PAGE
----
for my mother
Yours was the best. Daddy said so,
as did Sunday company, prize-winning
authors, and members of the cooking club
who came to your silver-laden Southern table.
The texture: ideal, crumbly and melty.
The flavor: rich and mysterious. No one
could ever guess the secret ingredient,
unique to your creation.
You cannot serve dinner now,
cannot stand long enough to cook.
Your hands no longer stir
from weakness, no longer write
recipes—or poems—for the trembling
We sit together in your small study.
We reminisce… remember the time someone
introduced you at a university conference as
the woman who made the best cheesecake.
They didn’t know about your summa cum, your poetry or
paintings, or the time a Mississippi newspaper
branded you a communist for your work in civil rights.
I think of asking you for the recipe,
but if I ask, you will too gladly give.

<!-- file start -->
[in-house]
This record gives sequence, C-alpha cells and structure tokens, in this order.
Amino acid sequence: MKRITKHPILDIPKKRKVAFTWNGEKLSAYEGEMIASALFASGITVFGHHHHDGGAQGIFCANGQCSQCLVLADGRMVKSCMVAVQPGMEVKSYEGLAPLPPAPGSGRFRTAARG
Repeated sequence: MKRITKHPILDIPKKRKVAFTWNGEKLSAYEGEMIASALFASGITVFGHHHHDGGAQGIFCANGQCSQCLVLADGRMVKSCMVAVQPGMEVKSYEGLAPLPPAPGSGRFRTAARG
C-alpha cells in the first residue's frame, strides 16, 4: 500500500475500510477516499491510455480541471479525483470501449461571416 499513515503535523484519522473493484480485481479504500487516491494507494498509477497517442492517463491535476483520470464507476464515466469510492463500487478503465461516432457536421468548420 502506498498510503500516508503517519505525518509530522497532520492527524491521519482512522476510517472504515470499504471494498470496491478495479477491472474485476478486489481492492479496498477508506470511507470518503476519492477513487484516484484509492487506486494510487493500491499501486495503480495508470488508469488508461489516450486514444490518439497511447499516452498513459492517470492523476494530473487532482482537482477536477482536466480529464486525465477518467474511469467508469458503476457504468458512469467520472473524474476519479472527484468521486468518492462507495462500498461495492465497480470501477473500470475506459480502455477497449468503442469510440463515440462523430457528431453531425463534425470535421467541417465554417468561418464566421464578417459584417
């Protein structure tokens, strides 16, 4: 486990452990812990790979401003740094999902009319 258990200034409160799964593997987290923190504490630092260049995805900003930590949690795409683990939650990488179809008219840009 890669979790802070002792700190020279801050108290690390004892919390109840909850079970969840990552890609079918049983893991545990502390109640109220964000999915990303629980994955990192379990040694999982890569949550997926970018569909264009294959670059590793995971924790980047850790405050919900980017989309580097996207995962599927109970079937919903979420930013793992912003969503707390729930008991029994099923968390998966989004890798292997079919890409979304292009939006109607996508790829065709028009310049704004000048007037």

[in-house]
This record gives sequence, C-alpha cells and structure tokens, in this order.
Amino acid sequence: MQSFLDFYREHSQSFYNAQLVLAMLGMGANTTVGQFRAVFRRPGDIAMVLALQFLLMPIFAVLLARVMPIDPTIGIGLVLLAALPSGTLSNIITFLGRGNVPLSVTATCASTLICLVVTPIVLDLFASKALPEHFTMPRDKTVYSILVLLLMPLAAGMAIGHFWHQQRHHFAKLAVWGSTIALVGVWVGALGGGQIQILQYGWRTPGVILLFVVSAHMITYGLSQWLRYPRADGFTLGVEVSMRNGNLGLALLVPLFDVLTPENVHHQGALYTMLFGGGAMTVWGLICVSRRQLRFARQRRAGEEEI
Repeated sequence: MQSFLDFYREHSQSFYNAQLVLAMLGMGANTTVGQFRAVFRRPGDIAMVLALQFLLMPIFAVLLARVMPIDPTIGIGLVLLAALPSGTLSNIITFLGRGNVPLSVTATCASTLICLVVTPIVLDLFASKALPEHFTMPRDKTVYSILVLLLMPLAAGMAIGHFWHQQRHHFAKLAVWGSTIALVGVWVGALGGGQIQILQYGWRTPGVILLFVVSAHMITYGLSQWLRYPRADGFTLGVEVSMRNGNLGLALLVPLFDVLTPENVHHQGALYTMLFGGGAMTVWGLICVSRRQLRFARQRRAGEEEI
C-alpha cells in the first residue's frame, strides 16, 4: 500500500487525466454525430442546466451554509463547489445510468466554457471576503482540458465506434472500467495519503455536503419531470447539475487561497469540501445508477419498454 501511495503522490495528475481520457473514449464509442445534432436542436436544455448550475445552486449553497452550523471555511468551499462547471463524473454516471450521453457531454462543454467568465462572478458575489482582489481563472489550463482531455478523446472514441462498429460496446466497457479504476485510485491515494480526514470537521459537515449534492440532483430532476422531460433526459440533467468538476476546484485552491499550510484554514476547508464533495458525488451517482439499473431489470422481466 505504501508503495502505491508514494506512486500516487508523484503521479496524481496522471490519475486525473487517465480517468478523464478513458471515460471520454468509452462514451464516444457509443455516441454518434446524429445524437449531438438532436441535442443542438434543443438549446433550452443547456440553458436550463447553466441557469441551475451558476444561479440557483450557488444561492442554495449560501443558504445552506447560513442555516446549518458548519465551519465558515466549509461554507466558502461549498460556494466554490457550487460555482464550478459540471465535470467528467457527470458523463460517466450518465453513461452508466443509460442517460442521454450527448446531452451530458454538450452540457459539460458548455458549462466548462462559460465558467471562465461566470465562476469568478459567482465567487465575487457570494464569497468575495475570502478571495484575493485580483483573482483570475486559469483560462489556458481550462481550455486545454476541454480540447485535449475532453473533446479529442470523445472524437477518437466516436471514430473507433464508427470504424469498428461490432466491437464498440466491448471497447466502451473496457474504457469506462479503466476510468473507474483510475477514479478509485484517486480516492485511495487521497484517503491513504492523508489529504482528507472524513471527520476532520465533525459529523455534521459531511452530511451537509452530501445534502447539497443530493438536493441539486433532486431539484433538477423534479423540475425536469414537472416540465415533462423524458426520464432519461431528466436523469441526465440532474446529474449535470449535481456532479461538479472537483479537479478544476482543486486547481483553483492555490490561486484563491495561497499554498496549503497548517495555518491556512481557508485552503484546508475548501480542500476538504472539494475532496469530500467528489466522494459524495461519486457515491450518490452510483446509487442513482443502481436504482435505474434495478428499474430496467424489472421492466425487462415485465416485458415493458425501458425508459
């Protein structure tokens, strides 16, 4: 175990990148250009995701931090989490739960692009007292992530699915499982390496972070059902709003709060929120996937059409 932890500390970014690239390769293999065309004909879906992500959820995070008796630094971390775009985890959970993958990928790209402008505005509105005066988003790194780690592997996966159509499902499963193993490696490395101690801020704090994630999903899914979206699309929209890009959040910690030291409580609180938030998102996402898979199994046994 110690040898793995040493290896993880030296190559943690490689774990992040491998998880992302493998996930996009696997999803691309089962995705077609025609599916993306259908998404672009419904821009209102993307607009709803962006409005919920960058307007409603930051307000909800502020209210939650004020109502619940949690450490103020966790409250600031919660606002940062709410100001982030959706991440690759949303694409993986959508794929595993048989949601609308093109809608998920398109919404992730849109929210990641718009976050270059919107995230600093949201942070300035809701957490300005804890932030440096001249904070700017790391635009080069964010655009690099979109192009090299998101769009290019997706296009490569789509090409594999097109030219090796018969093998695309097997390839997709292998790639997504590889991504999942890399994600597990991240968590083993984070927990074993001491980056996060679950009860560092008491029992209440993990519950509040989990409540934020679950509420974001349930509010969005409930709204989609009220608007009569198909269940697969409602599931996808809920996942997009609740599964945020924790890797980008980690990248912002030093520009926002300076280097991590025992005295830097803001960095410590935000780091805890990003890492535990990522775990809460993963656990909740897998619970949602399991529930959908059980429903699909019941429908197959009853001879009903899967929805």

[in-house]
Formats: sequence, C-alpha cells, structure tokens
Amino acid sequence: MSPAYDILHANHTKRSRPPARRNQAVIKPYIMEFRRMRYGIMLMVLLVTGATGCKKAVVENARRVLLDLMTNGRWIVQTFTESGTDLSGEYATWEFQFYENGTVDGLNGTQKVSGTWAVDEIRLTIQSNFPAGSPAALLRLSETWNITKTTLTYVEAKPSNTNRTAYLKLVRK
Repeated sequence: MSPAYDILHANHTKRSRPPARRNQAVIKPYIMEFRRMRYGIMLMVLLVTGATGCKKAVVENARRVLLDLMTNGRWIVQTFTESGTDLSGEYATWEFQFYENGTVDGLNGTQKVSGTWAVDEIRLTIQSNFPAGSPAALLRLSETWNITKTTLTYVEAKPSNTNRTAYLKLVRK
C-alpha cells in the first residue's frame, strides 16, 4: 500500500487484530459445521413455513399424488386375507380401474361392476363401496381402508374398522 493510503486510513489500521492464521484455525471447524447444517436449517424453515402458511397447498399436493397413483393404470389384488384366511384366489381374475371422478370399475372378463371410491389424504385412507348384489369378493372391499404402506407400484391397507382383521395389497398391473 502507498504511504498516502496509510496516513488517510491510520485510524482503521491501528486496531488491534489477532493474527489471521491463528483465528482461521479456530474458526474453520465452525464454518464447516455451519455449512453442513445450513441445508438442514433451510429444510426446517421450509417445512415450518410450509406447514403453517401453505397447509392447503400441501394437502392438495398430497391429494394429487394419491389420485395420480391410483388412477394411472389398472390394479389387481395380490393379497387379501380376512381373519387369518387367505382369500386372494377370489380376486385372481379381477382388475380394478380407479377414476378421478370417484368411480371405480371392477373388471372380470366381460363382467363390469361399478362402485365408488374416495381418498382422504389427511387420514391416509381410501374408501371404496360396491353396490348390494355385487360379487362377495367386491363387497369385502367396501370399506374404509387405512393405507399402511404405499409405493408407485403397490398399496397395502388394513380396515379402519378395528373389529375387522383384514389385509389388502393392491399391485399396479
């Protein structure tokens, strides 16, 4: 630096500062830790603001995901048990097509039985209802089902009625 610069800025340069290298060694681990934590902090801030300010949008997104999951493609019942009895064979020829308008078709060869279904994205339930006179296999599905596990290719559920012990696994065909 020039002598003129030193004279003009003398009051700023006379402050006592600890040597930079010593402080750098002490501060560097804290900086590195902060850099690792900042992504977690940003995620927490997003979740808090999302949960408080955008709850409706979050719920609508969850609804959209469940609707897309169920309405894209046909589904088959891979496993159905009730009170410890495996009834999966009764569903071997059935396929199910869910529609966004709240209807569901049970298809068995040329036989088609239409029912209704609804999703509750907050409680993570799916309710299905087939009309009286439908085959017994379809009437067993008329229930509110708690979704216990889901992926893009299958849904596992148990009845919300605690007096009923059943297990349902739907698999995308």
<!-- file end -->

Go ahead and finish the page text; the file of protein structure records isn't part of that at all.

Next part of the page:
I’m not ready to take it from you
any more than I’m prepared
to have you taken from me
After you go to sleep, I drive to the “super,”
walk the aisles of massive freezers,
cornucopias of cold. I find it, buy it, and
bring it home, where I settle it gently
on your mother’s buttercup china plate.
There the cheesecake waits
I dust it with cinnamon, bless it,
and take it in, one bite
then another, chewing,
savoring, swallowing—and again
Working my way, one soft, creamy
serving at a time, I take it in,
where I want you to be:
where death cannot reach you,
where you cannot leave without
my permission, where I might
shield you from the ravaging
of your body, the rending
of our world.
Ysabel de la Rosa’s poetry has appeared in numerous literary journals, and her feature writing in 45+ publications in the U.S. and abroad. In 2018, she was awarded first place for creative verse by the National Federation of Press Women. Her photography and poetry appeared in the award-winning anthology Her Texas. Her publishing career includes editing, translation, and book design.